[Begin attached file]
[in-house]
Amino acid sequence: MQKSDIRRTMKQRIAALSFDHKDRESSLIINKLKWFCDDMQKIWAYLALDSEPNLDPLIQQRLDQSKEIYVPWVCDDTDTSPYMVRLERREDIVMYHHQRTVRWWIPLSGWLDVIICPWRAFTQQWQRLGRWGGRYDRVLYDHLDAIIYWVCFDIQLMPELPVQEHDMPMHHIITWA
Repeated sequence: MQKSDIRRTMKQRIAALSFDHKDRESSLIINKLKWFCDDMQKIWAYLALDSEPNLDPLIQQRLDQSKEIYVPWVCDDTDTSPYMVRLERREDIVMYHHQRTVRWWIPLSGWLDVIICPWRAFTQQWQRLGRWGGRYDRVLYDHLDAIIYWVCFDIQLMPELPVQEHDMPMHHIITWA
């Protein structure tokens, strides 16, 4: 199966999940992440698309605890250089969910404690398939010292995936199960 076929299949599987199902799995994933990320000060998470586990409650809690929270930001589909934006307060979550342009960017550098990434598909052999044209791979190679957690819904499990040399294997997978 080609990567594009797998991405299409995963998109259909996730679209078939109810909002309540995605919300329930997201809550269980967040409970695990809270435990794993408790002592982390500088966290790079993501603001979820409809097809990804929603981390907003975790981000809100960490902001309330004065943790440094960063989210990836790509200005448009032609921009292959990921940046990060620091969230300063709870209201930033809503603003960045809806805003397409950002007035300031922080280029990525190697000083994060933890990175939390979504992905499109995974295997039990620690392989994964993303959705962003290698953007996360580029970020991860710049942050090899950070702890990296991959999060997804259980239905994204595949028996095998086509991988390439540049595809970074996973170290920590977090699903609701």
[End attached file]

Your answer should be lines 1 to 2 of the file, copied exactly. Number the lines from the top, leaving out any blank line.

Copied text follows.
[in-house]
Amino acid sequence: MQKSDIRRTMKQRIAALSFDHKDRESSLIINKLKWFCDDMQKIWAYLALDSEPNLDPLIQQRLDQSKEIYVPWVCDDTDTSPYMVRLERREDIVMYHHQRTVRWWIPLSGWLDVIICPWRAFTQQWQRLGRWGGRYDRVLYDHLDAIIYWVCFDIQLMPELPVQEHDMPMHHIITWA